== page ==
- The bankrupt CeFi reportedly embarked on a selling spree in the middle of February 2023.
- Despite the sales, Voyager reportedly holds up to $530 million in various cryptocurrency tokens.
The blockchain analytical tool, Lookonchain, tweeted that Voyager, the bankrupt centralized finance (CeFi) platform, sold 1,449 ETH via the leading crypto market maker, Wintermute. According to Lookonchain, Voyager received 2.25 million USDC for the trade after selling each ETH token for $1,553.
Voyager filed for bankruptcy in July 2022 and has reportedly embarked on a selling spree since the middle of February 2023. Earlier in the month, Lookonchain reported that the defunct financial company transferred millions of dollars to Coinbase using multiple cryptocurrencies, including Ether, Shiba Inu, and Chainlink. Altogether, Voyager used 23 different tokens to carry out the transfers.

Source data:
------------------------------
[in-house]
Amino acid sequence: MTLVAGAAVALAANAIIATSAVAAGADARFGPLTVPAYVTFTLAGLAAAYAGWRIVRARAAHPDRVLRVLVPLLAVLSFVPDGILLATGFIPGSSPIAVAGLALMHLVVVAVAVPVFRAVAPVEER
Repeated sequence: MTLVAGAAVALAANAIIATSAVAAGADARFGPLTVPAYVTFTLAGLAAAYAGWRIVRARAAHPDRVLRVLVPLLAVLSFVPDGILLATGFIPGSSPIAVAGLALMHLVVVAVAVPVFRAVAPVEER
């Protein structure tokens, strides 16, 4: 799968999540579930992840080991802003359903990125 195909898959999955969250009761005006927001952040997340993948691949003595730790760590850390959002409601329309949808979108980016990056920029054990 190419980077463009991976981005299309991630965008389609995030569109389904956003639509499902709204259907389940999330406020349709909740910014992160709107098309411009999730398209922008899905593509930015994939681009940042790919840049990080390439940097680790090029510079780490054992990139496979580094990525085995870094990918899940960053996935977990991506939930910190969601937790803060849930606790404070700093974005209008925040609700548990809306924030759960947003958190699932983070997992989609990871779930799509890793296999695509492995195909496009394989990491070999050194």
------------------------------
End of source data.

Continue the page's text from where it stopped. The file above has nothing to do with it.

Days after, on February 24, Lookonchain reported that Voyager received up to 100 million USDC as payment from sold tokens. The recent sale of 1,449 ETH for 2.25 USDC suggests a continuation of the massive sell-off earlier reported.
Voyager reportedly holds up to $530 million in various cryptocurrency tokens. Of this volume, the company’s ETH holding is around $276 million, while it also holds $81 million in Shiba Inu, the flagship meme coin. These two represent Voyager’s top two crypto shares.
On March 2, Voyager transferred 4,000 ETH, worth $6.6 million, 300 billion SHIB, worth $3.7 million, and 5 million VGX, worth $2 million to Coinbase. Ahead of the transfer, the defunct financial platform reportedly received 68 billion SHIB, equivalent to $820,000 from a dormant address whose last transaction was two years ago when it received 68 billion SHIB, worth $528,000 at the time.
The United States Securities and Exchange Commission (SEC) recently objected to a move by Binance.US to acquire over $1 billion of assets belonging to Voyager. In a filing submitted to the U.S. Bankruptcy Court for the Southern District of New York, the SEC alleged that Binance.US could not conduct such sales in compliance with federal securities laws.